Cheap tricks that will make your home feel bigger
There are hundreds of ways to keep your home environmentally friendly, but the single most important factor in a home’s sustainability is size. Large homes are far less sustainable to build, more expensive to heat and cool, and use electricity much less efficiently. Downsizing is a great idea for both environmental and economic reasons—but if you’re worried about how your family will cope with a smaller space, here are a few quick fixes that will make your home more livable.
The simplest fix for a cramped bedroom is to show off your baseboards—the more of the walls your eye can see, the more open the room will feel. Remove your bed skirts or footboards, and, if possible, raise the bed frame. Instead of a bulky nightstand, opt for an end table with a thin profile. Depending on your closet space, you may also be able to clear the floor in your bedroom with a closet organizer, instead of a bulky dresser or vanity.
Also, any room in the house can be made to appear larger with an “accent wall”. Paint one of the narrower walls in the room with a deep, bold color that complements your overall color scheme—this will visually stretch the room, especially if it’s very narrow, and make it feel less tunnel-like.
Half the battle in opening up your living room will be picking the right furniture. Select one or two large pieces—they’ll look less cramped than a lot of small pieces, and they’ll be easier to match. Avoid furniture with big rolled arms and rounded edges—these take up more space than right angles. If possible, remove the sofa skirts to expose your baseboards. The more of the walls your eye can see, the more expansive the room will feel.
Also, make use of the room’s vertical space. Wherever you can, replace floor lamps, bookshelves, and potted plants with sconces, wall-mounted shelving, and hanging plants. This will make your floor feel less mazelike.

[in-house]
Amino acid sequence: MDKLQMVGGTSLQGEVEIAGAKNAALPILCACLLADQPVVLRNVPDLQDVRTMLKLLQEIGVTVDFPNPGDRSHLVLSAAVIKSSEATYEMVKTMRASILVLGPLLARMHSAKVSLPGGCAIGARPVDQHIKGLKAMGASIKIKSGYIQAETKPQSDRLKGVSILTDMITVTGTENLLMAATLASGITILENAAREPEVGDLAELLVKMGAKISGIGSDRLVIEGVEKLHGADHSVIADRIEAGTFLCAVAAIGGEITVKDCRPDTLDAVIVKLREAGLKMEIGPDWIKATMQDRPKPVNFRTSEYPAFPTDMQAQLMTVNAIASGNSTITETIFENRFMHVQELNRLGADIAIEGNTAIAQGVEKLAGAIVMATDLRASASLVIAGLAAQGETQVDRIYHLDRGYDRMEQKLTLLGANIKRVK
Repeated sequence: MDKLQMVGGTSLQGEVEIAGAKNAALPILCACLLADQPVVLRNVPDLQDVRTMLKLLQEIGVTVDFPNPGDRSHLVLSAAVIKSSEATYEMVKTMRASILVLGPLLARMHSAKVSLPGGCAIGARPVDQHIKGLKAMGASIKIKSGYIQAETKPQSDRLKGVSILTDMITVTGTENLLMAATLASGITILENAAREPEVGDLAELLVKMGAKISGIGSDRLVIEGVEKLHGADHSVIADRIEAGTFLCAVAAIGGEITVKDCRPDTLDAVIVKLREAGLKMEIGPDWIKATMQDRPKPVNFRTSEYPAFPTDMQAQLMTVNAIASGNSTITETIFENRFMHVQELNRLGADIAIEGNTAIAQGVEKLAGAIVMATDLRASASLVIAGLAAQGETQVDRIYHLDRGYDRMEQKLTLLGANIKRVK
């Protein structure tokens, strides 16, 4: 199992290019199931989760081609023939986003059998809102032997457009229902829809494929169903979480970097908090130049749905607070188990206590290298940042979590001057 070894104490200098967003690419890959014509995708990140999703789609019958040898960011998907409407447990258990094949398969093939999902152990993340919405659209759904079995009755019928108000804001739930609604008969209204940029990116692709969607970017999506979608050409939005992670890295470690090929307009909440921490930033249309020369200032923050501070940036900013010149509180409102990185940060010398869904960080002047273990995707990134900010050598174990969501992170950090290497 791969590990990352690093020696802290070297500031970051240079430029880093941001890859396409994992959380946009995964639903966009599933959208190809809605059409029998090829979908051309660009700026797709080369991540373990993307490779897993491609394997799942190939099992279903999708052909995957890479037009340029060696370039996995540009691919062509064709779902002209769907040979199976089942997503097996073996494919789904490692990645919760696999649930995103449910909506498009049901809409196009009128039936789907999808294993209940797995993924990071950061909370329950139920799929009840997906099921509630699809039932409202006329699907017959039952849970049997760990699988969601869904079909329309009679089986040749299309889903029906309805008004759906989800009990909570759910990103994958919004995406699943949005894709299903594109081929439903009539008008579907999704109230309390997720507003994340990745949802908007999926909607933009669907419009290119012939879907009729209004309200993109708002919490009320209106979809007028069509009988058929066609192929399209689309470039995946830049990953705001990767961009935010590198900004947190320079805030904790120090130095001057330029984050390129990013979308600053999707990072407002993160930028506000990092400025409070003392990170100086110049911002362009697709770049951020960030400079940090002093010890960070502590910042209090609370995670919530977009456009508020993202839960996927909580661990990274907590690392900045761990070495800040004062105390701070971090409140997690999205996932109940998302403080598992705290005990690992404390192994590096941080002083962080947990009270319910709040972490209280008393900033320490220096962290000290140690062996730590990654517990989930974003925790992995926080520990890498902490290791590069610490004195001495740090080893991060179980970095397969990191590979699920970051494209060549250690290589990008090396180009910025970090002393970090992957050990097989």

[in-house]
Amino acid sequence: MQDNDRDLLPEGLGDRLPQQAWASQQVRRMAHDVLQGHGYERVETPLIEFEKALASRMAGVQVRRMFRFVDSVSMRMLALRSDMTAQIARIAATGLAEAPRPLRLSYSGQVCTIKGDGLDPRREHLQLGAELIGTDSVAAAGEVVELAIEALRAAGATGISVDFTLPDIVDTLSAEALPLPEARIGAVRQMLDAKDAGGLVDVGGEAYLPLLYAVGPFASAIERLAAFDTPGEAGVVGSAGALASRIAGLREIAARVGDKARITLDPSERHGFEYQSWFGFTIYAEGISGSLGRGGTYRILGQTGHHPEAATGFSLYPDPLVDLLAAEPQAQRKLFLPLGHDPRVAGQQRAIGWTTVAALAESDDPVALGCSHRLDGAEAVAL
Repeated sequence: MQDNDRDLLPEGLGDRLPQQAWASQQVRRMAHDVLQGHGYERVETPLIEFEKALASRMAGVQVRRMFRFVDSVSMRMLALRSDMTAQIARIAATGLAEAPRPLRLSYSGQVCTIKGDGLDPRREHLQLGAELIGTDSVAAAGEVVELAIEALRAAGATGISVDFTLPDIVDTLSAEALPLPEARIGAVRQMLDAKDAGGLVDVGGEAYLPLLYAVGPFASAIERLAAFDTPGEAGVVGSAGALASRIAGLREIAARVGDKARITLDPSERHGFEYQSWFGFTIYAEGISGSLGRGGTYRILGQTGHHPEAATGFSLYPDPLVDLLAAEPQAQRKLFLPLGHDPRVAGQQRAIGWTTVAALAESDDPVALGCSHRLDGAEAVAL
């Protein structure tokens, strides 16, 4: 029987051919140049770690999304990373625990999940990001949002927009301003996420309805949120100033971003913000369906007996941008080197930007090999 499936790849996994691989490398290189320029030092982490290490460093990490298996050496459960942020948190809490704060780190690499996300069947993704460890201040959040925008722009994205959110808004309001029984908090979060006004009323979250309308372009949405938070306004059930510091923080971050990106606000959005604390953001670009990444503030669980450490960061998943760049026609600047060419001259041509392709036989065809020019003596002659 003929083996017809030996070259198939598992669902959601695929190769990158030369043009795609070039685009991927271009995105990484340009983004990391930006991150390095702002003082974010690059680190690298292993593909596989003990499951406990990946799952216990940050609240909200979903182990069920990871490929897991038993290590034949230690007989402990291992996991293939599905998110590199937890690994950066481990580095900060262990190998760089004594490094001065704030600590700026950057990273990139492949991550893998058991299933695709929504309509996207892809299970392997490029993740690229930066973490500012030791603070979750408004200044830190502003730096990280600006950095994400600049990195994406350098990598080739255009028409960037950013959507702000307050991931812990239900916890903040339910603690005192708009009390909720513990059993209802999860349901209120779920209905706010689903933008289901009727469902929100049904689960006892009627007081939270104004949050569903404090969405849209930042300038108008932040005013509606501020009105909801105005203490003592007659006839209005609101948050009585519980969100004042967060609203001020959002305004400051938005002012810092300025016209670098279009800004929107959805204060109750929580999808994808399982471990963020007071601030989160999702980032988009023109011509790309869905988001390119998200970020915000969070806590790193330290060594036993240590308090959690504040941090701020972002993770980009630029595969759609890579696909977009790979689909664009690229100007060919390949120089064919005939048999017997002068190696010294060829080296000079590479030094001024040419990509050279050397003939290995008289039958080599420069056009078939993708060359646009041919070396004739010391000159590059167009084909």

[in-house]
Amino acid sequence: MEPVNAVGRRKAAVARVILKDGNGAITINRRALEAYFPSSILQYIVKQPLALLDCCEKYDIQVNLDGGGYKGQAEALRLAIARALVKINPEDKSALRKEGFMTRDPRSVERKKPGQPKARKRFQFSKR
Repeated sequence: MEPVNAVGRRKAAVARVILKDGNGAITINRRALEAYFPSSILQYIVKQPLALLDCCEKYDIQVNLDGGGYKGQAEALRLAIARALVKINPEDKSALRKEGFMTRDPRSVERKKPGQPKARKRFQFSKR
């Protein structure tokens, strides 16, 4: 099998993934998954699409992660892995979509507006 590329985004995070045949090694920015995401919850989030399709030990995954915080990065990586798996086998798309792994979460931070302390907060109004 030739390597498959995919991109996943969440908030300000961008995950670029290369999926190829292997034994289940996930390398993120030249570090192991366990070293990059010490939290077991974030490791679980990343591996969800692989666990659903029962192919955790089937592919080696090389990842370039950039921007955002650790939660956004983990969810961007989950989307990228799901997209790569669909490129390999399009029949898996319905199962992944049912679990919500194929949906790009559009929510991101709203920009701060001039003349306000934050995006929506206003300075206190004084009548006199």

The kitchen is potentially the busiest and most cramped room in the house, so it’s important to open it up. A unified color scheme will help –pick one or two light, cool colors to give the room a sense of order and structure. Then, think about opening up your kitchen cabinets to increase the visual space—when you can see through to all four walls, the room will feel much larger. Remove the doors at the hinges with a screwdriver, fill the holes with wood putty, then sand them down and repaint. (This tip works better if you have matching dishware, to avoid looking cluttered.)
If your kitchen has space above the cabinets, run a string of Christmas tree lights along the top (out of sight, of course), and keep the line taut so that the lights show evenly. This cheap “recessed lighting” will draw the eye to the vertical space and make the room feel bigger.
Your paint or wallpaper will make all the difference in a cramped bathroom. Dark, rich colors will soak up the light and make the room feel cave-like, so go for a light, breezy color scheme, preferably with textured wallpaper or spackling. Any room will benefit from the addition of large mirrors to increase visual depth, but this is especially true of your bathroom.
If you’re looking for a slightly involved project, you can replace a bulky vanity with a pedestal sink, and move most of your hygiene items into a larger, recessed medicine cabinet. (That will involve knocking into your drywall a bit, but any good store-bought kit will provide simple instructions.) The ability to make use of your inter-wall space will do wonders to reduce the sense of clutter and busy-ness in a tight bathroom.
Mike Freiberg is a staff writer for HomeDaddys, a resource for stay-at-home dads, work-at-home dads, and everything in between. He’s a handyman, an amateur astronomer, and a tech junkie, who loves being home with his two kids. He lives in Austin.